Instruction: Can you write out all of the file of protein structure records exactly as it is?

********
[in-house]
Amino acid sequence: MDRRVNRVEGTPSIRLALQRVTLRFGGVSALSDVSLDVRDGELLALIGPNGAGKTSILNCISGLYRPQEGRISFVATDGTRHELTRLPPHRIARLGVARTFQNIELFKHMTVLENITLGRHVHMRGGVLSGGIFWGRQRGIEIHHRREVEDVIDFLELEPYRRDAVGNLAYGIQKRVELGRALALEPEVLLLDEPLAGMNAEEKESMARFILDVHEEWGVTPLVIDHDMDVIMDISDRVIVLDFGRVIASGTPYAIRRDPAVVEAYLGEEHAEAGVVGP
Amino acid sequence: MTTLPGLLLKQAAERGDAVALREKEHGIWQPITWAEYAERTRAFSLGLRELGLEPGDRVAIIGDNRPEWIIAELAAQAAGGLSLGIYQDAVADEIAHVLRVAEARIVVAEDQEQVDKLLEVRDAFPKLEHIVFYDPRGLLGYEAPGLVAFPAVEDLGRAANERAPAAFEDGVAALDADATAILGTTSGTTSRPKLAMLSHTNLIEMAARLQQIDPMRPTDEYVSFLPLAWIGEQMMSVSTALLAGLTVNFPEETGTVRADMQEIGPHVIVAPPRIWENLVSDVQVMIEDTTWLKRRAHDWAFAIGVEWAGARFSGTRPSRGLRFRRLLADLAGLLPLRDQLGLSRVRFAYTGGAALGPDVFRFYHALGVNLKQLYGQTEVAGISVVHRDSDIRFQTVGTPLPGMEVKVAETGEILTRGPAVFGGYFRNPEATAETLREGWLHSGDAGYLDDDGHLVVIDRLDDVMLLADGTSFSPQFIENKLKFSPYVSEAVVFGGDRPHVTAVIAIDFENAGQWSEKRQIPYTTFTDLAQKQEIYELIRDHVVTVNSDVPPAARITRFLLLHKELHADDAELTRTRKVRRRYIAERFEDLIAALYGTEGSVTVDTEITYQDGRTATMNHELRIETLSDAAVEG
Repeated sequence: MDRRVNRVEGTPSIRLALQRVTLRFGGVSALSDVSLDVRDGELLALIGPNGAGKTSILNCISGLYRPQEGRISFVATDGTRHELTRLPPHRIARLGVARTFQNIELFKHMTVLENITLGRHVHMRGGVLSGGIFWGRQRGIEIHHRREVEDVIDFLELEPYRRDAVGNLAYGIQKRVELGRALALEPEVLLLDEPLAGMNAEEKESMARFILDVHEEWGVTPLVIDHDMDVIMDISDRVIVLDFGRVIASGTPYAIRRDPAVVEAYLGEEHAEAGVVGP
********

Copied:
[in-house]
Amino acid sequence: MDRRVNRVEGTPSIRLALQRVTLRFGGVSALSDVSLDVRDGELLALIGPNGAGKTSILNCISGLYRPQEGRISFVATDGTRHELTRLPPHRIARLGVARTFQNIELFKHMTVLENITLGRHVHMRGGVLSGGIFWGRQRGIEIHHRREVEDVIDFLELEPYRRDAVGNLAYGIQKRVELGRALALEPEVLLLDEPLAGMNAEEKESMARFILDVHEEWGVTPLVIDHDMDVIMDISDRVIVLDFGRVIASGTPYAIRRDPAVVEAYLGEEHAEAGVVGP
Amino acid sequence: MTTLPGLLLKQAAERGDAVALREKEHGIWQPITWAEYAERTRAFSLGLRELGLEPGDRVAIIGDNRPEWIIAELAAQAAGGLSLGIYQDAVADEIAHVLRVAEARIVVAEDQEQVDKLLEVRDAFPKLEHIVFYDPRGLLGYEAPGLVAFPAVEDLGRAANERAPAAFEDGVAALDADATAILGTTSGTTSRPKLAMLSHTNLIEMAARLQQIDPMRPTDEYVSFLPLAWIGEQMMSVSTALLAGLTVNFPEETGTVRADMQEIGPHVIVAPPRIWENLVSDVQVMIEDTTWLKRRAHDWAFAIGVEWAGARFSGTRPSRGLRFRRLLADLAGLLPLRDQLGLSRVRFAYTGGAALGPDVFRFYHALGVNLKQLYGQTEVAGISVVHRDSDIRFQTVGTPLPGMEVKVAETGEILTRGPAVFGGYFRNPEATAETLREGWLHSGDAGYLDDDGHLVVIDRLDDVMLLADGTSFSPQFIENKLKFSPYVSEAVVFGGDRPHVTAVIAIDFENAGQWSEKRQIPYTTFTDLAQKQEIYELIRDHVVTVNSDVPPAARITRFLLLHKELHADDAELTRTRKVRRRYIAERFEDLIAALYGTEGSVTVDTEITYQDGRTATMNHELRIETLSDAAVEG
Repeated sequence: MDRRVNRVEGTPSIRLALQRVTLRFGGVSALSDVSLDVRDGELLALIGPNGAGKTSILNCISGLYRPQEGRISFVATDGTRHELTRLPPHRIARLGVARTFQNIELFKHMTVLENITLGRHVHMRGGVLSGGIFWGRQRGIEIHHRREVEDVIDFLELEPYRRDAVGNLAYGIQKRVELGRALALEPEVLLLDEPLAGMNAEEKESMARFILDVHEEWGVTPLVIDHDMDVIMDISDRVIVLDFGRVIASGTPYAIRRDPAVVEAYLGEEHAEAGVVGP